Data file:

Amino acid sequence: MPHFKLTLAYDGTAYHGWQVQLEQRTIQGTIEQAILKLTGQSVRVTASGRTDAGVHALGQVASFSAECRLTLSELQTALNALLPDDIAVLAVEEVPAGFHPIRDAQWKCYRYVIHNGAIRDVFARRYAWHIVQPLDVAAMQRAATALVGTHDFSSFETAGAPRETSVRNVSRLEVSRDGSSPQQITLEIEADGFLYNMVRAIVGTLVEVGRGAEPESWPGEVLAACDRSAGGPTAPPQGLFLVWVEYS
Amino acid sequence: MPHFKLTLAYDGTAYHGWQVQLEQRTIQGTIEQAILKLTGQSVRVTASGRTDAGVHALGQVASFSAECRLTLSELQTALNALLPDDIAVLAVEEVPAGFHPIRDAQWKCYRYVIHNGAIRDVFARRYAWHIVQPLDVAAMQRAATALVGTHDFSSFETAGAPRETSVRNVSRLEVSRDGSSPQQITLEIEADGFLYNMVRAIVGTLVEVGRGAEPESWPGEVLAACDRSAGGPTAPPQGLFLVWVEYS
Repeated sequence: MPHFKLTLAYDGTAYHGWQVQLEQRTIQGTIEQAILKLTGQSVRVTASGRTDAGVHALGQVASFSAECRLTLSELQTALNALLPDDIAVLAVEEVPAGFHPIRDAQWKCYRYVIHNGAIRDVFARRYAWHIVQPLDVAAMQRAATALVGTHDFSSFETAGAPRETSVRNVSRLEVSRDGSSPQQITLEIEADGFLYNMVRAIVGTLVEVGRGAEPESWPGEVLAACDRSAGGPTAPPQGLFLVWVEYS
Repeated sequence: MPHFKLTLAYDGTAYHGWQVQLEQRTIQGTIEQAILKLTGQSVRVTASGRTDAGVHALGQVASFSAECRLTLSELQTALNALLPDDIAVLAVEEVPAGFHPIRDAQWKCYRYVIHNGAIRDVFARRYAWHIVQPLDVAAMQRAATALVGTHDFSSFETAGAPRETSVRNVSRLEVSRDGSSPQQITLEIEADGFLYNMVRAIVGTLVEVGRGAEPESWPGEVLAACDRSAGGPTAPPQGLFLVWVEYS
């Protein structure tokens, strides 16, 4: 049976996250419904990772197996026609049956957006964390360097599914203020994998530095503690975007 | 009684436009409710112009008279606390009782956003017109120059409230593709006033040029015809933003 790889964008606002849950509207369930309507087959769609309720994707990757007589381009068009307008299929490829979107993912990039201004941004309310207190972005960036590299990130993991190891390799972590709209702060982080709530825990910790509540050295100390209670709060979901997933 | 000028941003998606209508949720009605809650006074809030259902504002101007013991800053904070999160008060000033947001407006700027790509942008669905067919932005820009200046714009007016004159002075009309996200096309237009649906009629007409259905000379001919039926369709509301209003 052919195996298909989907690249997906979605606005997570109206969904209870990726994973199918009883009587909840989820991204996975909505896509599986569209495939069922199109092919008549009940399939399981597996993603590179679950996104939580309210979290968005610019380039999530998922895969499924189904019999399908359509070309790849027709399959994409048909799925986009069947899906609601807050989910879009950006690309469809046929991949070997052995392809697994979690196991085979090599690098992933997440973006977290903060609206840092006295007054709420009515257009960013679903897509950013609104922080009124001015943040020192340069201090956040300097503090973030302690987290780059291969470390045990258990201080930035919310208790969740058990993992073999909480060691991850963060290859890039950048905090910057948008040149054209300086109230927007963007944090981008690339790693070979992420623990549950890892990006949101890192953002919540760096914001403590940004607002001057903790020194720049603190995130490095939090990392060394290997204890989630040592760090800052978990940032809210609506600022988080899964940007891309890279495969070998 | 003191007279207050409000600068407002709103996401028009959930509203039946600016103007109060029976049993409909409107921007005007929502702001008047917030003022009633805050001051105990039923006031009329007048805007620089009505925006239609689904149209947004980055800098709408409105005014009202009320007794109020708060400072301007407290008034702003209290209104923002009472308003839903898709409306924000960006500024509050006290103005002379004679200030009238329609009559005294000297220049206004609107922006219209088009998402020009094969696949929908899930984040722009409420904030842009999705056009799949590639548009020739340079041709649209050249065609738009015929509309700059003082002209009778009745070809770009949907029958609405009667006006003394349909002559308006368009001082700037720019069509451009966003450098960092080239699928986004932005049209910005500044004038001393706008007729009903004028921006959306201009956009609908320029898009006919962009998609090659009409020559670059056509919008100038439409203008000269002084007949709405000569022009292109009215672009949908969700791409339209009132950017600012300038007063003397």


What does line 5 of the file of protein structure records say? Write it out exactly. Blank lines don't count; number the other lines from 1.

């Protein structure tokens, strides 16, 4: 049976996250419904990772197996026609049956957006964390360097599914203020994998530095503690975007 | 009684436009409710112009008279606390009782956003017109120059409230593709006033040029015809933003 790889964008606002849950509207369930309507087959769609309720994707990757007589381009068009307008299929490829979107993912990039201004941004309310207190972005960036590299990130993991190891390799972590709209702060982080709530825990910790509540050295100390209670709060979901997933 | 000028941003998606209508949720009605809650006074809030259902504002101007013991800053904070999160008060000033947001407006700027790509942008669905067919932005820009200046714009007016004159002075009309996200096309237009649906009629007409259905000379001919039926369709509301209003 052919195996298909989907690249997906979605606005997570109206969904209870990726994973199918009883009587909840989820991204996975909505896509599986569209495939069922199109092919008549009940399939399981597996993603590179679950996104939580309210979290968005610019380039999530998922895969499924189904019999399908359509070309790849027709399959994409048909799925986009069947899906609601807050989910879009950006690309469809046929991949070997052995392809697994979690196991085979090599690098992933997440973006977290903060609206840092006295007054709420009515257009960013679903897509950013609104922080009124001015943040020192340069201090956040300097503090973030302690987290780059291969470390045990258990201080930035919310208790969740058990993992073999909480060691991850963060290859890039950048905090910057948008040149054209300086109230927007963007944090981008690339790693070979992420623990549950890892990006949101890192953002919540760096914001403590940004607002001057903790020194720049603190995130490095939090990392060394290997204890989630040592760090800052978990940032809210609506600022988080899964940007891309890279495969070998 | 003191007279207050409000600068407002709103996401028009959930509203039946600016103007109060029976049993409909409107921007005007929502702001008047917030003022009633805050001051105990039923006031009329007048805007620089009505925006239609689904149209947004980055800098709408409105005014009202009320007794109020708060400072301007407290008034702003209290209104923002009472308003839903898709409306924000960006500024509050006290103005002379004679200030009238329609009559005294000297220049206004609107922006219209088009998402020009094969696949929908899930984040722009409420904030842009999705056009799949590639548009020739340079041709649209050249065609738009015929509309700059003082002209009778009745070809770009949907029958609405009667006006003394349909002559308006368009001082700037720019069509451009966003450098960092080239699928986004932005049209910005500044004038001393706008007729009903004028921006959306201009956009609908320029898009006919962009998609090659009409020559670059056509919008100038439409203008000269002084007949709405000569022009292109009215672009949908969700791409339209009132950017600012300038007063003397």